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A lappet-faced vulture at the Dallas zoo has died from a suspicious wound in its Wilds of Africa habitat. Officials called the mysterious death of 35-year-old Pin “devastating” and are offering a $10,000 reward for any information.
The announcement follows a bout of unusual activity at the zoo. Last week it shut down after it reported one of its two clouded leopards, Nova, was missing. A zoo spokesperson assured the public the 25lb cat didn’t pose a threat to humans and Nova was found later that day on zoo grounds near her habitat.
The zoo announced additional cameras and increased overnight security patrols were added throughout the zoo. “We will continue to implement and expand our safety and security measures to whatever level necessary to keep our animals and staff safe,” it said in a statement.
Dallas Police’s Animal Cruelty Department has asked anyone with information to contact their unit.
According to the US department of agriculture’s Animal and Plant Health Inspection Service, vultures are migratory birds that are federally protected. They are scavengers, with a diet that primarily consists of the decaying flesh of dead animals like poultry and small mammals.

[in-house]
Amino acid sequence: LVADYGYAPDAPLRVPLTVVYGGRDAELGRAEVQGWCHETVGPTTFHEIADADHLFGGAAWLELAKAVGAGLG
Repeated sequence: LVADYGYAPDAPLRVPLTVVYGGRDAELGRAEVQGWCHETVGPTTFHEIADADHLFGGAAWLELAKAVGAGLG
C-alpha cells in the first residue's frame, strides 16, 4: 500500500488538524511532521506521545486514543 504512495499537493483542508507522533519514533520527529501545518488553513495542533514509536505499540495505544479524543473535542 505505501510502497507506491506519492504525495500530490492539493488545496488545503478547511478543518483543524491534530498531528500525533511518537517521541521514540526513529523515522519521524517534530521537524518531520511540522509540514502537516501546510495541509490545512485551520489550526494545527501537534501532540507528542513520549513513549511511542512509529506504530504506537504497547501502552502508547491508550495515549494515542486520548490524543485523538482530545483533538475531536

The Dallas Zoo’s website says “globally, vultures are the most endangered group of birds” and “16 of the 23 vulture species in the world are considered threatened, endangered, or critically endangered.”
Unlike Pin, Nova the leopard was found safe and sound. “The vet & animal care teams say she shows no signs of injury and has settled right back into her routine,” the zoo said.
A hole was found in its enclosure and zoo officials believe the leopard used it to escape. The next day, a similar hole was found in the enclosure of the langur monkeys, but all primates are accounted for.
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